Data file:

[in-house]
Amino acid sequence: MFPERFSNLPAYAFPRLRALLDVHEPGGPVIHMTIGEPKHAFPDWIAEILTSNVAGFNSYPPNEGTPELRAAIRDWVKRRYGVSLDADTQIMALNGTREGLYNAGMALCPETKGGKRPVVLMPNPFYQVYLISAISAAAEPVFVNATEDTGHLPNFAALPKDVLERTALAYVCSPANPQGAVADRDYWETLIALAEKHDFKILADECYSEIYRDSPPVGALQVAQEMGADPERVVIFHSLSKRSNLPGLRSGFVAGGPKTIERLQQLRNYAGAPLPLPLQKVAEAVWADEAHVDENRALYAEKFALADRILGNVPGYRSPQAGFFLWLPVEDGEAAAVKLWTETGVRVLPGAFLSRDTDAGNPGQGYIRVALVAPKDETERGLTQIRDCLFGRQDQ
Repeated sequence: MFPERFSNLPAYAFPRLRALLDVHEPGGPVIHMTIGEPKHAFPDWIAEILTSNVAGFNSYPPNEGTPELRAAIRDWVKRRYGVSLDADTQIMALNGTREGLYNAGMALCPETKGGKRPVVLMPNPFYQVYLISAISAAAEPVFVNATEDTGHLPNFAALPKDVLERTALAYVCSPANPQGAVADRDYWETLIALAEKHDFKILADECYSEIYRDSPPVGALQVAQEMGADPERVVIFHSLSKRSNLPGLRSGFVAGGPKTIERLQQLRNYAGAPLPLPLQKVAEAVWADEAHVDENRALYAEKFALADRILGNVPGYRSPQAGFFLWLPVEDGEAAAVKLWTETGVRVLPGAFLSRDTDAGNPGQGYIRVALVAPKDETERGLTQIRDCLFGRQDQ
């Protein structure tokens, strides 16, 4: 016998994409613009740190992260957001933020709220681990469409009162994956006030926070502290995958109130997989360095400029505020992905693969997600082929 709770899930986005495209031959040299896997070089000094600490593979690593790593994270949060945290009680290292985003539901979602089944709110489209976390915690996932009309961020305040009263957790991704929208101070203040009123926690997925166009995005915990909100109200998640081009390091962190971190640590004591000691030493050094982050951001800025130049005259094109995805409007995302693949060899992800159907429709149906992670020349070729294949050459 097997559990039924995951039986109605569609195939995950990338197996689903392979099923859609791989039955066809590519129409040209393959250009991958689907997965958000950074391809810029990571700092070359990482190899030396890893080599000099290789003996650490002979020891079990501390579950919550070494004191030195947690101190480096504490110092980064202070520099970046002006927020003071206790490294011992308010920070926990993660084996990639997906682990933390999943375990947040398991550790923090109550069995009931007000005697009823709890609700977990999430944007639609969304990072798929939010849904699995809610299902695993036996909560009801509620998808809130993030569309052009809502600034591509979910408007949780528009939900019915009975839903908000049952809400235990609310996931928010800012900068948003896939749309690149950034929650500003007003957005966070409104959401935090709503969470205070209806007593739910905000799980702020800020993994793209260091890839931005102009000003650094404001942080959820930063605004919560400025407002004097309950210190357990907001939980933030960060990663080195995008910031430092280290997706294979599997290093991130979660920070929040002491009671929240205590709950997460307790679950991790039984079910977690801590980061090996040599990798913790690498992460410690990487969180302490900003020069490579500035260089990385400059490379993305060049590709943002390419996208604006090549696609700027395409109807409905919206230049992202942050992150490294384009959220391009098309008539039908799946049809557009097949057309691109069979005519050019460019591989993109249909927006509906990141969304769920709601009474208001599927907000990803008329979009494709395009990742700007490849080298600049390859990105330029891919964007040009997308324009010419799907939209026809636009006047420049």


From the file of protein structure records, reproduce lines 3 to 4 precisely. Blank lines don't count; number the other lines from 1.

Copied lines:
Repeated sequence: MFPERFSNLPAYAFPRLRALLDVHEPGGPVIHMTIGEPKHAFPDWIAEILTSNVAGFNSYPPNEGTPELRAAIRDWVKRRYGVSLDADTQIMALNGTREGLYNAGMALCPETKGGKRPVVLMPNPFYQVYLISAISAAAEPVFVNATEDTGHLPNFAALPKDVLERTALAYVCSPANPQGAVADRDYWETLIALAEKHDFKILADECYSEIYRDSPPVGALQVAQEMGADPERVVIFHSLSKRSNLPGLRSGFVAGGPKTIERLQQLRNYAGAPLPLPLQKVAEAVWADEAHVDENRALYAEKFALADRILGNVPGYRSPQAGFFLWLPVEDGEAAAVKLWTETGVRVLPGAFLSRDTDAGNPGQGYIRVALVAPKDETERGLTQIRDCLFGRQDQ
């Protein structure tokens, strides 16, 4: 016998994409613009740190992260957001933020709220681990469409009162994956006030926070502290995958109130997989360095400029505020992905693969997600082929 709770899930986005495209031959040299896997070089000094600490593979690593790593994270949060945290009680290292985003539901979602089944709110489209976390915690996932009309961020305040009263957790991704929208101070203040009123926690997925166009995005915990909100109200998640081009390091962190971190640590004591000691030493050094982050951001800025130049005259094109995805409007995302693949060899992800159907429709149906992670020349070729294949050459 097997559990039924995951039986109605569609195939995950990338197996689903392979099923859609791989039955066809590519129409040209393959250009991958689907997965958000950074391809810029990571700092070359990482190899030396890893080599000099290789003996650490002979020891079990501390579950919550070494004191030195947690101190480096504490110092980064202070520099970046002006927020003071206790490294011992308010920070926990993660084996990639997906682990933390999943375990947040398991550790923090109550069995009931007000005697009823709890609700977990999430944007639609969304990072798929939010849904699995809610299902695993036996909560009801509620998808809130993030569309052009809502600034591509979910408007949780528009939900019915009975839903908000049952809400235990609310996931928010800012900068948003896939749309690149950034929650500003007003957005966070409104959401935090709503969470205070209806007593739910905000799980702020800020993994793209260091890839931005102009000003650094404001942080959820930063605004919560400025407002004097309950210190357990907001939980933030960060990663080195995008910031430092280290997706294979599997290093991130979660920070929040002491009671929240205590709950997460307790679950991790039984079910977690801590980061090996040599990798913790690498992460410690990487969180302490900003020069490579500035260089990385400059490379993305060049590709943002390419996208604006090549696609700027395409109807409905919206230049992202942050992150490294384009959220391009098309008539039908799946049809557009097949057309691109069979005519050019460019591989993109249909927006509906990141969304769920709601009474208001599927907000990803008329979009494709395009990742700007490849080298600049390859990105330029891919964007040009997308324009010419799907939209026809636009006047420049």